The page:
The lawyer had a gleam in his eye. He had backed me into a corner—or so he thought.

“So, doctor, you just said that the article you referenced indicates that only 20 percent of patients with this disease die a sudden cardiac death, correct?”


“And your testimony is given under the standard of more likely than not, right?”

“That is correct.”

Judy Melinek, M.D.
Forensic Pathologist, Alameda County Sheriff Coroner’s Office

“That’s the same thing as a balance of the probabilities—more than 50 percent likelihood, correct?”


“Yet less than half of patients with this disease die of the cause you are advocating. How can you possibly testify that it is more likely than not?”

I have faced versions of this question over the years from countless attorneys and I can’t always tell whether they are truly confused by statistics and probability or whether they think I am. They are employing an unsound argument called the ecological fallacy: applying a statistical finding generated by a large population to an individual case. For people who have no understanding of math it “makes sense.” For an expert, these types of questions are an opportunity to educate the judge and jury—and, perhaps, even the questioning attorney—about the science of statistical power and how probability really works.

Courts require experts to testify “within reasonable scientific certainty.” Sounds legit, right? It isn’t—not to scientists.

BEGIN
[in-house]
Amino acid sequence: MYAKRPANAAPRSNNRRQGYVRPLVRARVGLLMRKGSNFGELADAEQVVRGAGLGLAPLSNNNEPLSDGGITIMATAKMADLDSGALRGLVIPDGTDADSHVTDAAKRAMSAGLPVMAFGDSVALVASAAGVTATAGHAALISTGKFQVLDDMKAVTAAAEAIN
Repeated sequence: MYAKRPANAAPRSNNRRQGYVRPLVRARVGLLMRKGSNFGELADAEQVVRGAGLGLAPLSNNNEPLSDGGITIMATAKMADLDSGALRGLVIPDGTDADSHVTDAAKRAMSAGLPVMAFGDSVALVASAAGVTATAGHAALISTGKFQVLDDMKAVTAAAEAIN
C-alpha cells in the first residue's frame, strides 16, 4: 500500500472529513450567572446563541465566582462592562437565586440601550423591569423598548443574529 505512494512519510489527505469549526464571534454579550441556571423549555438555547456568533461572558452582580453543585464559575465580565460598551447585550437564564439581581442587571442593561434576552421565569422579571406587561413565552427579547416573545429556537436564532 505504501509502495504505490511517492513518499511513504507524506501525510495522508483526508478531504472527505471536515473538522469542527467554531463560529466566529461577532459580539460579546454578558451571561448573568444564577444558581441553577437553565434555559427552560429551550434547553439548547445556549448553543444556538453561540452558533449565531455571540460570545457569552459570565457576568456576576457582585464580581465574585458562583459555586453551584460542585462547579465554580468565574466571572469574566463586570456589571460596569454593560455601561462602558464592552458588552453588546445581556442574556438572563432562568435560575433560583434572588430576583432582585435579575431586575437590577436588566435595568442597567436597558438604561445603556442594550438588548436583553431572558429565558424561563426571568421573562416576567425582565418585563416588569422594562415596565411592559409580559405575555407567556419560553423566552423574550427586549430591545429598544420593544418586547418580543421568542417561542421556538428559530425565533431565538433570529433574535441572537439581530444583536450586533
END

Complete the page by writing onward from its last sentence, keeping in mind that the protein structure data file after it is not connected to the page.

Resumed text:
"Reasonable scientific certainty” holds no currency in the scientific community. The National Commission on Forensic Science was a federal body created in 2013 to address conflicts of professional culture between the law and the sciences. Before its charter expired in April 2017, the NCFS released a document that called for the cessation of the use of the term “reasonable scientific certainty” in forensic expert testimony. There is no agreement among experts of the actual meaning of the phrase. For one thing, nothing in science is based on reason alone; it’s based on evidence and testing. 

Science is rarely certain—it relies on statistical probability, and acknowledges that outliers can and do exist. We forensic scientists operate in a liminal space between science and law. In the past, we have had to accommodate our professional rhetoric to the demands of attorneys by accepting the use of this phrase when we testified. Why have we done so? Because the cost of rejecting this accommodation was to open ourselves to attack. An opposing lawyer would declare that we have no credibility as an expert, and the judge might dismiss our testimony as not adhering to evidentiary standards. If you can’t testify to something with “reasonable scientific certainty” because the evidence was insufficient, the court might throw out all your testimony rather than allowing you to testify to the uncertainty of the science.

Okay, I hear you: this is absurd! Uncertainty is not a sign of poor scientific testimony—it’s the hallmark of the honest scientist! Our paradox rises from the United States Supreme Court’s Daubert decision, which limited the bounds of scientific opinion testimony by expert witnesses. Daubert v. Dow (1993) set the federal standard for admissibility of evidence. It never required “reasonable certainty,” but it did set guidelines for testimony to be admissible if the science is reliable. What did the Supreme Court say is reliable? Reliable expert testimony in science and technical fields must be tested and subject to peer review, must have a known error rate, must be maintained by standards, and must be accepted by the scientific community.